For example, unified threat management (UTM) appliances have matured to the point where it’s possible to cover all the essential bases of a solid security policy – from anti-virus and spam protection to web filtering and wireless security – with just a single box. While the traditional ‘best-of-breed’ philosophy has resulted in IT departments being forced to integrate and manage multiple complex security products, the pragmatic enterprise has recognised that, in a broad set of environments, UTM is a better answer because it is actually fully used and implemented, not sitting on a shelf while someone tries to understand how it works.
Another development for the pragmatic enterprise to consider is cloud-based security-as-a-service, where the management of the security process is handled remotely by a specialist MSP (managed security provider). This can also offer the advantage of flexible licensing, where companies pay for the exact amount of services they’re using without tying capital up in under-utilised hardware and software.
Lastly, the explosion of mobile devices (tablets, smartphones, etc.) coupled with more and more mobile malware everyday leaves IT organizations with gaping holes in their security posture, and for no reason. With user-centric security models, one simple policy can move with the user, regardless of which device (PC, Mac, tablet or smartphone) they have in their hands at the time.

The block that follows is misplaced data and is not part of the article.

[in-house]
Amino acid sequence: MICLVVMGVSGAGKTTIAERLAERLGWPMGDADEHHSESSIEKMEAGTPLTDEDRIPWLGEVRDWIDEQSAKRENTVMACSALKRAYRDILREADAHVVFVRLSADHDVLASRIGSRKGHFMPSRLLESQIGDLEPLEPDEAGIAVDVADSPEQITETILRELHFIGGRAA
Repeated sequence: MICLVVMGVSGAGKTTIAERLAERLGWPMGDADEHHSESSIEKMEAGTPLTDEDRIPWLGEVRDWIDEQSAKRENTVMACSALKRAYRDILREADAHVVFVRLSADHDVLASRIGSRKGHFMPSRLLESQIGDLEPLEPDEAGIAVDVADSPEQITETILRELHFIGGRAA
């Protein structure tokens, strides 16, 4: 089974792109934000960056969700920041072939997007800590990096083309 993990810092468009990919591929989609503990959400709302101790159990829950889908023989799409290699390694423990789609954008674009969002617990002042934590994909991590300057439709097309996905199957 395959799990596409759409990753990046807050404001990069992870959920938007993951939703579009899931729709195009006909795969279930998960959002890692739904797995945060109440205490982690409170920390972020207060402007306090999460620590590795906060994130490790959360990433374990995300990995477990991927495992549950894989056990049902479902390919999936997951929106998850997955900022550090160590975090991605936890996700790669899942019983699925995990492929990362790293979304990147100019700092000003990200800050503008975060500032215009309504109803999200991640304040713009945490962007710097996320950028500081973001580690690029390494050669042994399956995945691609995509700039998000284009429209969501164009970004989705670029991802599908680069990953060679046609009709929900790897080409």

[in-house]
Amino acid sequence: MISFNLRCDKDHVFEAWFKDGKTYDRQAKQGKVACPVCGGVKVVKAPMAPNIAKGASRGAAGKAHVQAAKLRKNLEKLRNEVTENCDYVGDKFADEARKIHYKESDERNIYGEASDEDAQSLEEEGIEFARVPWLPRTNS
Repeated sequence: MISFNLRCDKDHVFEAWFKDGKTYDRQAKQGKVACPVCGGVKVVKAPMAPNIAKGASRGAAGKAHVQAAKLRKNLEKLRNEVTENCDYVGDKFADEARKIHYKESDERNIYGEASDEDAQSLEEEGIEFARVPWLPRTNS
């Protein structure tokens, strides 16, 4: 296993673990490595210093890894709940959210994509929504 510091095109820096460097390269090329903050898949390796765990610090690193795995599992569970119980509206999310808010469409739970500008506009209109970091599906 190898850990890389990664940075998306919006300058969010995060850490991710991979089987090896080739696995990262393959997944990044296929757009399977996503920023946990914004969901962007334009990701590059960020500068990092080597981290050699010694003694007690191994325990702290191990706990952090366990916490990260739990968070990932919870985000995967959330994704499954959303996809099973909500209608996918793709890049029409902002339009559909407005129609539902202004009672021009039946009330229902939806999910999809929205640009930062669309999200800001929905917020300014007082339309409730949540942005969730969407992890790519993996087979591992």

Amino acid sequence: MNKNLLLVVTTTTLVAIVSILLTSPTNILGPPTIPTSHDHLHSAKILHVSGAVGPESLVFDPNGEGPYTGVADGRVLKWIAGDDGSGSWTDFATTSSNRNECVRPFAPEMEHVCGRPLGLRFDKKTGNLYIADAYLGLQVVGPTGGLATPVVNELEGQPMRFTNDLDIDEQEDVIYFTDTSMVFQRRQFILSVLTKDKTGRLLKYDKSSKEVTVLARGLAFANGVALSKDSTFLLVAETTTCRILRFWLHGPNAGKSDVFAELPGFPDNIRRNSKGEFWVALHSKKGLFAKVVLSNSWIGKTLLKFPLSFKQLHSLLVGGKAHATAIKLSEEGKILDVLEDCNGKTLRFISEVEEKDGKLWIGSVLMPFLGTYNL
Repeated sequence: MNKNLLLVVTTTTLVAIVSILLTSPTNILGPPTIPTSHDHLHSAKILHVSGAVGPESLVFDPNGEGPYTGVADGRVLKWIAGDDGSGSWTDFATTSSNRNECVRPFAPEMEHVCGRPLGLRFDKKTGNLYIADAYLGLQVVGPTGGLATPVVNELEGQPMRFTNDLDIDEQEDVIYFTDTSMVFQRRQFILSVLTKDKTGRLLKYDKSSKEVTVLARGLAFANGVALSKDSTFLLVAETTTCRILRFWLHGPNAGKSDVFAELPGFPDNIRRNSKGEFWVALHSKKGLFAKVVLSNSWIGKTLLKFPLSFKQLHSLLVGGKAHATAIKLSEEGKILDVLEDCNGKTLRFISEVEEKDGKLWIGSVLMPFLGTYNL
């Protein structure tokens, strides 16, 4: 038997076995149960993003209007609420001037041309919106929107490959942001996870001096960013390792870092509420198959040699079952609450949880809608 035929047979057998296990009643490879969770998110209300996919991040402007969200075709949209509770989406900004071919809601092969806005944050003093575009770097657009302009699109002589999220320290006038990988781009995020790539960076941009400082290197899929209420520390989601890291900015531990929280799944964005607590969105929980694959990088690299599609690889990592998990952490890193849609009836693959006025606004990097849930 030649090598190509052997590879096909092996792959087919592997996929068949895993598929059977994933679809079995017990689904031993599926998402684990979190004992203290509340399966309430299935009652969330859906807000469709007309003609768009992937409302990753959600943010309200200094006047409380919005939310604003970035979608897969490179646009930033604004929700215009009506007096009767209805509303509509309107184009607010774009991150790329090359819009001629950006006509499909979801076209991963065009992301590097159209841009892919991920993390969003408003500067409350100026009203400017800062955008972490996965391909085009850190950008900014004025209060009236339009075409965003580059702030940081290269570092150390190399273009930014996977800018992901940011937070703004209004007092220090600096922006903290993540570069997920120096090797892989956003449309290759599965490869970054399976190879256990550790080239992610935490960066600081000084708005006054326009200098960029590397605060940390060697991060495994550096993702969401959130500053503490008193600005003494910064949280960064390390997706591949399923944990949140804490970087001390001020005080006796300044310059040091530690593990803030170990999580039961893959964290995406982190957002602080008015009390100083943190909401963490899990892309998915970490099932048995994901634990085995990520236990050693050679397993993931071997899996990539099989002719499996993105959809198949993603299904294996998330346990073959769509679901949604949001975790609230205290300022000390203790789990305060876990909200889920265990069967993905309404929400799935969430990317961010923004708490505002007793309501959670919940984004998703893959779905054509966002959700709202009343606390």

For businesses that don’t have the desire to build mini armies of dedicated IT security staff, why make things more complicated than they need to be? IT should drive innovation and growth, not be trapped in a Sisyphean cycle of its own making. Pragmatic security means not only delivering comprehensive protection, it’s also about freeing up a company’s most valuable resource: its people’s brains – and talent – and time.
Kris Hagerman is CEO of IT security firm Sophos.